Tag Archives: growing tomatoes

Hardening Off Plants Before Transplanting

Tomatoes, eggplants, peppers, cucumbers and zucchini wait for transplanting

Veggie plants waiting for transplant.

It’s May 19th and my tomatoes, eggplant, peppers, cucumbers and zucchini are still not in the ground.

Cold, windy weather kept the bees inside the hive and this gardener indoors with trays of plants crowding the top of her desk and claiming space on the floor.

 Then, the temperatures shot up to high 80’s and low 90’s and trying to harden off became a game between me, the sun and the time of day.
Zucchini, cucumbers, peppers and eggplant being baked in the sun.

Plants being burned by the sun.

All 74 plants go outside in the morning but by 2:30 PM, all of them are back, inside, feeling the burn.

It’s almost the end of May and I am still trying to harden off my plants and get them in the ground! I would like to stop doing this particular dance with my plants but I know better.
Peppers, cukes, zukes and eggplant baking on the patio.

Veggie transplants baking in the sun.

Hardening off is necessary to move the plants from a controlled environment into the world of wind, sun, rain and changing temperatures. Don’t harden off and your plants will die.

This weekend, no matter what the temperature, I will be planting my babies and saying small prayers over their little, green bodies. Here’s hoping the sun and the wind relent for just a few days!
After all, it is May, the merry, malleable and ever-changing month of May. Hope I get the garden in the ground in the next week.
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April; The Cruelest Month for Gardeners

April blooms

Blooming April in my yard.

It is April, beautiful April in my backyard.

When I walk into my garden, I know that no matter what goes on in Washington, D.C., I have this patch of peace, of paradise, to turn to.

And there is so much promise out there, now, beckoning.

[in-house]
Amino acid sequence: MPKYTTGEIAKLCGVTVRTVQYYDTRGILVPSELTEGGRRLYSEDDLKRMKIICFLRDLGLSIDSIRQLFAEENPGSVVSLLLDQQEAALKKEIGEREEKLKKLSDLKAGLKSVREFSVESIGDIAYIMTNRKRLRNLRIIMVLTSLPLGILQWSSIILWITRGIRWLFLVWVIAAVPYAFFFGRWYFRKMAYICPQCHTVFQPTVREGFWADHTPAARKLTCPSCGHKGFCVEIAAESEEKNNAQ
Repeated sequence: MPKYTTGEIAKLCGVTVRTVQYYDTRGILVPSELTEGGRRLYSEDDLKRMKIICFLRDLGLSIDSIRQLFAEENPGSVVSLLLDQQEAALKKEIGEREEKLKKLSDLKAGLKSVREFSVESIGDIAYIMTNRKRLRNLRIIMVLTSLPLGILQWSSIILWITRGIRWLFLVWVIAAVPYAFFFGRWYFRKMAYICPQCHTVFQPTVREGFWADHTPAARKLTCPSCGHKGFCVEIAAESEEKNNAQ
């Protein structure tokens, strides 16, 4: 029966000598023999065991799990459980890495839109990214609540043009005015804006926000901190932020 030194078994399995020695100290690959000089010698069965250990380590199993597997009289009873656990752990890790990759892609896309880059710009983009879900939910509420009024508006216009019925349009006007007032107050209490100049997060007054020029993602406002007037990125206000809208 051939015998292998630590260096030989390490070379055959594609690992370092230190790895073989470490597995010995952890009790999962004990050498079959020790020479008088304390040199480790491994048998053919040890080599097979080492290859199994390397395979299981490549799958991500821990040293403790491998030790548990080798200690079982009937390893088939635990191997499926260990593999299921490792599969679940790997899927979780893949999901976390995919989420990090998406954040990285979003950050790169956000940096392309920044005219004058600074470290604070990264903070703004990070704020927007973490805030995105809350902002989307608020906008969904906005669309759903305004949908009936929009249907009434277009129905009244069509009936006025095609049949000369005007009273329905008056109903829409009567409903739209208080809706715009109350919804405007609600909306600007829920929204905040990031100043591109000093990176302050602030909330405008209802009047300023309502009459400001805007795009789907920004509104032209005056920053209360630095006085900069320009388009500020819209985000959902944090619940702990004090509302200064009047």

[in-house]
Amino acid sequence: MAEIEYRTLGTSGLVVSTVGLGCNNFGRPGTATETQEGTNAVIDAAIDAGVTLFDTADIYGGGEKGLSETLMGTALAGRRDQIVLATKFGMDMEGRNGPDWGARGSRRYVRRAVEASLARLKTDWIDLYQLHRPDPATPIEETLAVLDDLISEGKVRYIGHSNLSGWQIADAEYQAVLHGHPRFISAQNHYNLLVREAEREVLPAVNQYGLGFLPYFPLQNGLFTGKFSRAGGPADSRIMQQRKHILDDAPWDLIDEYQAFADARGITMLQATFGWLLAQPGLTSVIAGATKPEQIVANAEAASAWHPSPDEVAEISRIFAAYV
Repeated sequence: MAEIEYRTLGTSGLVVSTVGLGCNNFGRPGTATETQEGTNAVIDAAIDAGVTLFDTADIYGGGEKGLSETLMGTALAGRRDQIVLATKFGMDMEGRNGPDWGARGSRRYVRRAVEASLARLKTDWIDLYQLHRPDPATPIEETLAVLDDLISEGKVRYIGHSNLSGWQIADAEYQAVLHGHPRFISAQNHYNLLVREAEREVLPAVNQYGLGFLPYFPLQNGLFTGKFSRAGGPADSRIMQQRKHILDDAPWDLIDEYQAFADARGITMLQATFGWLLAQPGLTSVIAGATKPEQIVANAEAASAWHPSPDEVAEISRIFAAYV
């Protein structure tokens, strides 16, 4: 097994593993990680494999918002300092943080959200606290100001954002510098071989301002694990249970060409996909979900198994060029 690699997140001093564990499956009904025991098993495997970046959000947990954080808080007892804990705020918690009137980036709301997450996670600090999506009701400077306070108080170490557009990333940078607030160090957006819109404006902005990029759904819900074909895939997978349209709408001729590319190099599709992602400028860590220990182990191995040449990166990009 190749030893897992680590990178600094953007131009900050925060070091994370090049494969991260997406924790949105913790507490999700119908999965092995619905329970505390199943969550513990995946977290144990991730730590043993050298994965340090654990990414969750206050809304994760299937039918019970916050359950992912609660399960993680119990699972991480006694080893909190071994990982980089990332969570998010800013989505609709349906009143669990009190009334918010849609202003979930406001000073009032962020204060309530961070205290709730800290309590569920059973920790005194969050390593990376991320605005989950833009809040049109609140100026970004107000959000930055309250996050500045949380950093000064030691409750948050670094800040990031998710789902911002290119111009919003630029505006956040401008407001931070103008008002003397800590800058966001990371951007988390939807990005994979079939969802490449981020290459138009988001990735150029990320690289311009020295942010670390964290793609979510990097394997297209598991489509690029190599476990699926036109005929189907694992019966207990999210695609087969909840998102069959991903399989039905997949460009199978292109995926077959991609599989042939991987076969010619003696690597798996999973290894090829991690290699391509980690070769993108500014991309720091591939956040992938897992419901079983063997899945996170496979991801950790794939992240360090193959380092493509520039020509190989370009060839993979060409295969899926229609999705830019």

Cherries, apples and blueberries are in full bloom!

Apples trees covered in blossoms.

Apple trees in full bloom.

Onions are rising straight up out of the dark soil and straw that make their beds and baby beets, lettuce and spinach are sprouting, everywhere.

April means onions, lettuce and spinach sprouting.

Onions, lettuce and spinach growing in April.

Everything is growing!

So why is April the cruelest month for gardeners? I have 20+ tomato plants in my basement, hard by 20+ sweet peppers, varying varieties begging to be planted.

Tomatoes and peppers in pots.

Eggplant are rising up in their cells, growing taller and stronger every single day.

Raised from seed, started in early February, lovingly cared for, they are so tall, so hardy looking, so ready.

My fingers itch to set them out in the deep rich soil I have prepped for them. But I can’t.

Raised beds for my tomatoes

Bed waiting for tomatoes!

If I put them out now, they will flounder; they will stop growing. They will be delayed in both flowering and fruiting. Why?

The days are warm; we’ve already hit the low 80’s a couple of times. But the soil is still too cold as are the nights. Setting Mediterranean plants in cool Pennsylvania soil now would mean later, smaller harvests of tomatoes and quite likely no harvest of either peppers or eggplant.

So, like all the gardeners everywhere who are poised to plant in April, I wait for the warm soil and soft breezes of mid-May when I fill all these beds with the plants I have been spending time with, worrying over and feeding for 3 months.